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Thomas F. "Mack" McLarty: businessman

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Thomas F. “Mack” McLarty, businessman


Mack McLarty was born and raised in Hope, Ark., where he attended kindergarten with a future U.S. president, Bill Clinton. McLarty went on to a successful business career and served as Clinton’s first White House chief of staff.

Now he advises corporate leaders and heads of state in a partnership with Henry Kissinger, but he never fully left Hope, where he still owns his childhood home.

“I just have a debt of gratitude and warm feeling about Hope that I have trouble expressing in words,” he says.

McLarty’s roots in Hempstead County go back five generations. His mother was from Prescott and his father grew up in Hope. McLarty’s grandfather opened the first car dealership in the small town, and it still exists today.

“It was a Norman Rockwell time in the ’50s when I was growing up in Hope,” remembers McLarty, who turned 60 this year. “If you did something wrong, your mother knew about it before you got home. You talk about responsibility and opportunity and sense of community — Hope certainly had those virtues.”

Among the things McLarty says he learned as a child in Hope were honesty and “treating people in a respectful manner.”

“Those characteristics and qualities served me well in dealing with heads of state, corporate executives and other people I have had the privilege to work with in the last 25 years,” McLarty says.

That observation leads him to point out that “a lot of our presidents have been products of smaller towns,” like Clinton, Ronald Reagan and Jimmy Carter. And that leads to a story from his early days in the White House.

“We had just made our first trip to Moscow to have a summit meeting with President Yeltsin and his cabinet,” McLarty recalls. “We had just sat down at the Kremlin, and the president passed me a note. It said, ‘8 a.m., Moscow. Mack, a long way from Hope. Thanks, Bill.’ ”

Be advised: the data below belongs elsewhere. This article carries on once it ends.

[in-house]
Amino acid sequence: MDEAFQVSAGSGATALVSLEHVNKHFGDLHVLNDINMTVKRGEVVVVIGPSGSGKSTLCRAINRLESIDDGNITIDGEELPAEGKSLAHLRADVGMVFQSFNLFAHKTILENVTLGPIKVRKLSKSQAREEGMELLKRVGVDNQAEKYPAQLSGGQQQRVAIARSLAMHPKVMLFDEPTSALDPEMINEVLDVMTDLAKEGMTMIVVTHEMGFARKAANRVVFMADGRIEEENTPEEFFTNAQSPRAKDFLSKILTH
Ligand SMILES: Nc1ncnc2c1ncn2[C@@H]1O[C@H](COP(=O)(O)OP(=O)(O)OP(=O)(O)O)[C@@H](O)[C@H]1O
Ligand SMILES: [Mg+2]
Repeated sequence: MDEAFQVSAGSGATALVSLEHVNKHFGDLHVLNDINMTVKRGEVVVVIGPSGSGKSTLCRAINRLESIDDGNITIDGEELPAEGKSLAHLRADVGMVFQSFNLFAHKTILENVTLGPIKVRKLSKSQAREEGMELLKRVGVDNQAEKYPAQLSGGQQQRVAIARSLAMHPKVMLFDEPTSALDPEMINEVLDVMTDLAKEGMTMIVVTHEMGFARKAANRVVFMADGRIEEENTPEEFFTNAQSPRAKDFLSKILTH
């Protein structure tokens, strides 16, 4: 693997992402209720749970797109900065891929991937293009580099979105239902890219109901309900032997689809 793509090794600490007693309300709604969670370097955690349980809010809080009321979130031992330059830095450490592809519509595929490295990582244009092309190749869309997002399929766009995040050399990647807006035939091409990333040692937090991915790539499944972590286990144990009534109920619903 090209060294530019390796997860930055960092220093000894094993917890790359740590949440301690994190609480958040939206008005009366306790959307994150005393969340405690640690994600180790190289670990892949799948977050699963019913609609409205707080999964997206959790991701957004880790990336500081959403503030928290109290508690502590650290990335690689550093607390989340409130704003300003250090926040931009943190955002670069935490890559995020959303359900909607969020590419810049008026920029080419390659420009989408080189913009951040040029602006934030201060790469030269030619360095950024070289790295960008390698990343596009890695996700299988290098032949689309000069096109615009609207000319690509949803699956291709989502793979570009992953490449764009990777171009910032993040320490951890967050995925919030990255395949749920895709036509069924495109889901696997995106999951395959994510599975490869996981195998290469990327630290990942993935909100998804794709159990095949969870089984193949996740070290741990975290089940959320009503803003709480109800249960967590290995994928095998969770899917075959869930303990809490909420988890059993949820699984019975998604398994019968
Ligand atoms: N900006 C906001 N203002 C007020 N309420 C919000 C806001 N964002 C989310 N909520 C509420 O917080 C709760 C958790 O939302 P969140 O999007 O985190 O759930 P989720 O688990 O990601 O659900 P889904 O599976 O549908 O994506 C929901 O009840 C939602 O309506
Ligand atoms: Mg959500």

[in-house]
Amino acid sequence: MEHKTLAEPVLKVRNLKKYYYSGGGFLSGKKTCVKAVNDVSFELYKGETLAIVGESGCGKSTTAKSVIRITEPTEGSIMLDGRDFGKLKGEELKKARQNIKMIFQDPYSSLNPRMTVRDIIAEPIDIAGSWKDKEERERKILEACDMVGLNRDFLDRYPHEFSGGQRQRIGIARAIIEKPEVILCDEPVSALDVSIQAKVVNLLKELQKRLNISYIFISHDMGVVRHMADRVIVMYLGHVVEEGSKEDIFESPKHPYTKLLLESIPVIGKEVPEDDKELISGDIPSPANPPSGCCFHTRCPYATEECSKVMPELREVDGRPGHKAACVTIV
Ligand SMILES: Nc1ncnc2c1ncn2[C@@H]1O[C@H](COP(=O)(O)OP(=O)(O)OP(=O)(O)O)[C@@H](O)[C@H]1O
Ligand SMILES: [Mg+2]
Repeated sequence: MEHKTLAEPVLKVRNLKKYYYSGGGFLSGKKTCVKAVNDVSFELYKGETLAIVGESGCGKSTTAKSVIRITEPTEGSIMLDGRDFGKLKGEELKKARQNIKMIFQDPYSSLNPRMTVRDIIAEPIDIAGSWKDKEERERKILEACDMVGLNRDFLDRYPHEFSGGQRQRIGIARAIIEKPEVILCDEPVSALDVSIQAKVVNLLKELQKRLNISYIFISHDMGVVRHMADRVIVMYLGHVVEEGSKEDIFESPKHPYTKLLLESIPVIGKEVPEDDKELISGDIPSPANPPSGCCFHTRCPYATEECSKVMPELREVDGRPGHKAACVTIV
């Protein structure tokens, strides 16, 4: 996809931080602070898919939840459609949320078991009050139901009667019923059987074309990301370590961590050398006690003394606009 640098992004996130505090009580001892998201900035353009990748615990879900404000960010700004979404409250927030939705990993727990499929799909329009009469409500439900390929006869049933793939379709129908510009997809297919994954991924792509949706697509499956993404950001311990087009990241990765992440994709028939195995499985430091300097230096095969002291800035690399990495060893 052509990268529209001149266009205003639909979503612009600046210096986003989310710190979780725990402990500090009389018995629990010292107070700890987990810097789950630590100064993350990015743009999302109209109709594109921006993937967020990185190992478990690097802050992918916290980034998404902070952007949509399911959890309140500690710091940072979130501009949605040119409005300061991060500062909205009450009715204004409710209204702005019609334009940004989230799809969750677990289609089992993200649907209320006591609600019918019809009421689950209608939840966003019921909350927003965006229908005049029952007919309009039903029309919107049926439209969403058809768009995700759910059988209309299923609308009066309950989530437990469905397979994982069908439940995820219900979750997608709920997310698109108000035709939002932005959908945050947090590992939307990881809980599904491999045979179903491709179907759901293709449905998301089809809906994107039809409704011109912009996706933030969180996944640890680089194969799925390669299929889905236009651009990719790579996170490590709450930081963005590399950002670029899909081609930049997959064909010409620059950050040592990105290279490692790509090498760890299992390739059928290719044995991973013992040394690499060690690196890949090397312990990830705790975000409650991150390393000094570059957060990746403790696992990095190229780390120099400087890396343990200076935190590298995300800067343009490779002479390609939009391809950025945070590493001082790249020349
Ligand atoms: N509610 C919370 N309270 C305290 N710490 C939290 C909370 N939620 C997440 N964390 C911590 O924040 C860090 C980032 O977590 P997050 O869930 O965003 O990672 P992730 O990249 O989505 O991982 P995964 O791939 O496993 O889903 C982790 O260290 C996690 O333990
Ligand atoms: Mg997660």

McLarty says, “I had a pretty idyllic childhood. My mother and father were very engaged and supportive. In small towns during that period, everyone worked hard, but the pace was different. We generally had meals together. There was real social cohesion from a school standpoint.

“I think stability and certainty in life were important factors. You had a sense of security, not only security in your home life, but generally people had a much higher level of security in their jobs. It all translated into more nurturing and less anxiety than we probably experience now.”

Still, McLarty says, “Hope wasn’t a perfect place.”

“During my time of growing up, we did have segregation,” he says. “And in a small town, not unlike other small towns, there was knowing too much of other people’s business. Small-town gossip … can also get more on the less-than-positive side than it should.

“But it had a lot of redeeming characteristics,” he adds. “Even with segregation, there was a real respect for the worth and dignity of the individual. I was taught that not only in word but in deed, and that made a real impression on me. … Frankly, you had a sense that people were pulling for you. When you did something that was positive, people reinforced that, and it made a real difference.”

He remembers doctors making house calls, and his teachers being “formative and supportive.” One of them taught him to make to-do lists, a habit that persists to this day.

Sports were a big part of life in Hope, and McLarty was quarterback of the Hope High School football team that went 11-1 his senior year. Even though McLarty would eventually end up in politics, returning to Hope after college to win a seat in the state legislature, his priorities at the time are clear when he recalls his first encounter with future U.S. senator and Arkansas governor David Pryor.

“David was about 20, and I was about 10,” McLarty says. “He was driving then-candidate Francis Cherry around the state, and they came to Hope and met with my father at our home at 1500 South Main. I remember I was more interested in playing football with a Camden Panther quarterback than meeting a future governor. Little did I know I was meeting two future governors.”

McLarty says he still tries to get back to his home in Hope often.

“We still have our family home in Hope,” McLarty says from his office in Washington, D.C. “I was just there right before Thanksgiving. I try to spend the holidays there and gather the family. It renews the spirit, and I walk down memory lane.”

Warwick Sabin

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